In the summer of 2005, Zach, a 16-year-old boy from Memphis, Tennessee wrote on his MySpace blog that he had told his parents he was gay. Within days of his coming out, his mother and father would send him to Love In Action (LIA), a fundamentalist Christian program that refers to homosexuality as an addictive behavior. The depressed and fearful teenager shared his feelings on his blog.
(From Zach’s MySpace Blog)
May 29, 2005
The World Coming To An Abrupt Stop
Current mood: depressed
"Today, my mother, father, and I had a very long ‘talk‘ in my room where they let me know I am to apply for a fundamentalist christian program for gays. They tell me that there is something psychologically wrong with me
Zach's parents had enlisted the support of LIA's newly formed program for teens, called Refuge,
with the hope that his gay “addiction” could be cured. His blog entries quickly spread from his friends to the local community as well as gaining national attention. In a remarkably short time, daily protests were organized outside the campus of LIA.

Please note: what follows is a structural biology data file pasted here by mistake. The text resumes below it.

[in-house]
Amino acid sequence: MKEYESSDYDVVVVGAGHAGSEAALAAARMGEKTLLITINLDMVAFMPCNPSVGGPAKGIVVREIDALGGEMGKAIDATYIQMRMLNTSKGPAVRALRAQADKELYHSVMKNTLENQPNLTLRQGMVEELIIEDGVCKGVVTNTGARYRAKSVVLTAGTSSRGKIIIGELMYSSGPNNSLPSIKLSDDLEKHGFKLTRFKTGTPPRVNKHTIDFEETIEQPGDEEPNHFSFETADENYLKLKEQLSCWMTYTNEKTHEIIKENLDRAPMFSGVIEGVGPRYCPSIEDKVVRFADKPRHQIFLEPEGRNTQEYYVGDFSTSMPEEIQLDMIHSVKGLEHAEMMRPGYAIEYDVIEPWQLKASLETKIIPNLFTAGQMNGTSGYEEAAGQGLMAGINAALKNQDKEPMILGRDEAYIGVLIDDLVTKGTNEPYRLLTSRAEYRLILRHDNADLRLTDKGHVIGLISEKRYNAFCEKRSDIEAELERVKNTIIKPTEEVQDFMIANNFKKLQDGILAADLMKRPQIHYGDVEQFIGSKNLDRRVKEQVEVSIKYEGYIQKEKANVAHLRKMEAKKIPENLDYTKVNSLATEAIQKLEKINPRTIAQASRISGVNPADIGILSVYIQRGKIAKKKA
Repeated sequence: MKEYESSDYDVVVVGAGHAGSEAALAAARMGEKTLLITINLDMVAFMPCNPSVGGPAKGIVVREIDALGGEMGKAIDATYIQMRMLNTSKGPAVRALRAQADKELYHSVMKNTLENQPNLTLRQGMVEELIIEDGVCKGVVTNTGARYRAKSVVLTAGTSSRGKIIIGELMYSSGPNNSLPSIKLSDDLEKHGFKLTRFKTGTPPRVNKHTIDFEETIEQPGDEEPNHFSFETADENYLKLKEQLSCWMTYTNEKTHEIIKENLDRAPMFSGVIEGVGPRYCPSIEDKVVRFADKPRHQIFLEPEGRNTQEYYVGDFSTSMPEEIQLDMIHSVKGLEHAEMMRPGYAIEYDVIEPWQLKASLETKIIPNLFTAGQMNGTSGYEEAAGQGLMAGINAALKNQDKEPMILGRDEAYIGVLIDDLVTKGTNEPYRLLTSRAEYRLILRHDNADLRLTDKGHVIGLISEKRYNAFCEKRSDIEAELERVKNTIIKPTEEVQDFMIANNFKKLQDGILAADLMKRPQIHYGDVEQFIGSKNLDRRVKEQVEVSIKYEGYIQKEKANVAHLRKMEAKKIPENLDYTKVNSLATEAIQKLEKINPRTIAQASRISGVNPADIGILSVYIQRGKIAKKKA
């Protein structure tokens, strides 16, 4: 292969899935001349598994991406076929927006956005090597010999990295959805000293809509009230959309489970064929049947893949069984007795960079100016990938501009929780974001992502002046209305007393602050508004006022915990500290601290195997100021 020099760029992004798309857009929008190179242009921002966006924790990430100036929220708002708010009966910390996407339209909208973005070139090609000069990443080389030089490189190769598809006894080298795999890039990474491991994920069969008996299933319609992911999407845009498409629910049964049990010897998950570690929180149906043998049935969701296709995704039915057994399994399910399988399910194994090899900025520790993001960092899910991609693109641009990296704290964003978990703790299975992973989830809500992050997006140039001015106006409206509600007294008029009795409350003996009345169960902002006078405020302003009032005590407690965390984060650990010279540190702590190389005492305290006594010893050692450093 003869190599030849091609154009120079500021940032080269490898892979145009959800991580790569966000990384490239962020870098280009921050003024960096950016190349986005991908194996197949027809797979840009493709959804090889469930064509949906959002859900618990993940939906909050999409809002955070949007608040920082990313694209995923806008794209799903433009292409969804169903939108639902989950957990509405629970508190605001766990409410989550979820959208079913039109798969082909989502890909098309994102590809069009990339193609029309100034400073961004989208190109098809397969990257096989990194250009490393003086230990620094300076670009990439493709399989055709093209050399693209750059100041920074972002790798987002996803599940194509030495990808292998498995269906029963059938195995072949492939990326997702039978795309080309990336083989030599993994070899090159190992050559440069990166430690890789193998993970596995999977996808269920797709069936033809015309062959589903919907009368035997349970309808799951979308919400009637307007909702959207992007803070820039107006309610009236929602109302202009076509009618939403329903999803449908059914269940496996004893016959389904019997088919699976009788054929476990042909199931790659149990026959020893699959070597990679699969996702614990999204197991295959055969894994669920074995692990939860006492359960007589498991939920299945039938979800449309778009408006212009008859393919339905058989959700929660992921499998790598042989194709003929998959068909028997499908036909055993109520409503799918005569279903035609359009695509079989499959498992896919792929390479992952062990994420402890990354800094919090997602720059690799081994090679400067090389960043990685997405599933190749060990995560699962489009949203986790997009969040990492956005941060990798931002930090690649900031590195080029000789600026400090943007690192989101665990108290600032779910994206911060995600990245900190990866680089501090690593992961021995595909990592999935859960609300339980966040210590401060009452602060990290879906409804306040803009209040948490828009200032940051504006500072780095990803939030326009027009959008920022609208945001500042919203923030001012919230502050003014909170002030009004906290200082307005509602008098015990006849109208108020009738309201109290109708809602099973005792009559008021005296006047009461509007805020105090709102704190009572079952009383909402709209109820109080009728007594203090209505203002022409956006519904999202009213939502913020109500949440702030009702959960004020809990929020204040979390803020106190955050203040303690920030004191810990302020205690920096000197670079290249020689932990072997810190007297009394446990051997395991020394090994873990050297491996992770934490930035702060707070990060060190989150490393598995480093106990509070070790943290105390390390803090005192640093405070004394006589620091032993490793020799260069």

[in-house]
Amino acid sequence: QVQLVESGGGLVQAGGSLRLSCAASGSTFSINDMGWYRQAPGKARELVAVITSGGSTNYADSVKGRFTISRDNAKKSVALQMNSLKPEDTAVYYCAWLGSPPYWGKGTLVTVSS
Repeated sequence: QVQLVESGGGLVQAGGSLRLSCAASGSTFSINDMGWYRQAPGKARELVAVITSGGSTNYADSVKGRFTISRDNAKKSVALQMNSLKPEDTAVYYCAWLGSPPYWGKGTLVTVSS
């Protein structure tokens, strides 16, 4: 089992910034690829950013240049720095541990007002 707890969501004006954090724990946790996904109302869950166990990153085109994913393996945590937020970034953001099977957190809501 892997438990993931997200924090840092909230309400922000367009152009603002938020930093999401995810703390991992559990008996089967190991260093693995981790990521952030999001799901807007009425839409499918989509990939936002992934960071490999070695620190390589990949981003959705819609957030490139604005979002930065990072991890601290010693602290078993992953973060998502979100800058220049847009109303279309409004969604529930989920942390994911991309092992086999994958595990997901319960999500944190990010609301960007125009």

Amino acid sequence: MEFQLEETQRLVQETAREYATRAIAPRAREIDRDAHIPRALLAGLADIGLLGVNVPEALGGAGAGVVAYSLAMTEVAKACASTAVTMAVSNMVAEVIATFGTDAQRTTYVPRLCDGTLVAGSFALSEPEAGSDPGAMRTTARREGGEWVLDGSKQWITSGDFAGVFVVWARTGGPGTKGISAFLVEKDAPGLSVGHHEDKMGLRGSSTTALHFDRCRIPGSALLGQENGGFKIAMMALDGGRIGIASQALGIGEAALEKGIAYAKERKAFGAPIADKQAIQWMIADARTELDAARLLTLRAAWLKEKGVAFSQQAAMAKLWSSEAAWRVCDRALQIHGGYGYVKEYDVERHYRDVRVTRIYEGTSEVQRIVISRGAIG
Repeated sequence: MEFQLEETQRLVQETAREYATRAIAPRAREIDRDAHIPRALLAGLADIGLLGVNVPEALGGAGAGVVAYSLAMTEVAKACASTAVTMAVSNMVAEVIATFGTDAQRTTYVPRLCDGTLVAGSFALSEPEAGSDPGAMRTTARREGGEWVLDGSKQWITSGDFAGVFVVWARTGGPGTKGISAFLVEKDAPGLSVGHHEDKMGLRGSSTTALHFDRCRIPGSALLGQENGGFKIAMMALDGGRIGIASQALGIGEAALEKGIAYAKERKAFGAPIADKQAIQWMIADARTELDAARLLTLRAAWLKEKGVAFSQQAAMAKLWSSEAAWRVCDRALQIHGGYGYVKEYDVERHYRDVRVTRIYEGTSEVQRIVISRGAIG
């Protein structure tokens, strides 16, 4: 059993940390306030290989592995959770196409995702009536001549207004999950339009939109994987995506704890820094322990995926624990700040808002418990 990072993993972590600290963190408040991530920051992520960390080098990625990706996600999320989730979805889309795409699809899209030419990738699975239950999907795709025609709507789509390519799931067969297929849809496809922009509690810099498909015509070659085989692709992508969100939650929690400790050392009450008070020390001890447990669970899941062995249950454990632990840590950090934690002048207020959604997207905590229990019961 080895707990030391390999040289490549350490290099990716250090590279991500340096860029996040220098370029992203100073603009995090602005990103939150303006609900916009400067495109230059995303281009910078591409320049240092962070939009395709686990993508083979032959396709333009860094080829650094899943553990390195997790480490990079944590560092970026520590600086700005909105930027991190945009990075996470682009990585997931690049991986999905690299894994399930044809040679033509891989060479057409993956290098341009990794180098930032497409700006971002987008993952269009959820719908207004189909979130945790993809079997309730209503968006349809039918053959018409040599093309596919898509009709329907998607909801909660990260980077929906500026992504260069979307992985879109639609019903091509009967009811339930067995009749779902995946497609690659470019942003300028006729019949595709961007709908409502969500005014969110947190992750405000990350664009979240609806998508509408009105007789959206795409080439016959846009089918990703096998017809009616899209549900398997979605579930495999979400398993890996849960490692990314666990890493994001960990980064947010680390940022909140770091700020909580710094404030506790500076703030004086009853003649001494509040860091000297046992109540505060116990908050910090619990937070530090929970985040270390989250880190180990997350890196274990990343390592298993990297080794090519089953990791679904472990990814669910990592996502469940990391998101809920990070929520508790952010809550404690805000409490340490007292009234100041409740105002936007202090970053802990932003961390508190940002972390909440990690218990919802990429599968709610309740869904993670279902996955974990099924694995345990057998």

Zach Stark, 2005
“This Is What Love In Action Looks Like” documents the widely controversial and inspirational story of what The New York Times referred to as "A modern day message in a bottle."
In the documentary, former Love In Action director John Smid as well as former adult and teenage clients share their hearts on these experiences. In addition, local bloggers, community activists and classmates of Zach tell their stories of becoming involved with what would become a story that gained the attention of largest international news organizations.
Zach had not publicly spoken about these events since his first day in the program since those enrolled – willingly or not – were not allowed access to media or communication with friends(unless otherwise approved by staff). Concerned people around the world awaited news of how Zach was doing during his eight weeks in Refuge. By the time he emerged in late July that fateful summer, there was a barrage of headlines in the international press, including Good Morning America, CNN, The New York Times, Time Magazine and The Advocate among others.
It follows the events that led up to and sparked this story, the ongoing protests and the events that have continued since, including state investigations into LIA’s practices, a lawsuit filed by LIA against the State of Tennessee, as well as the story of the return of a former teen client of Refuge a year later to speak out against the program in a “one year anniversary protest.”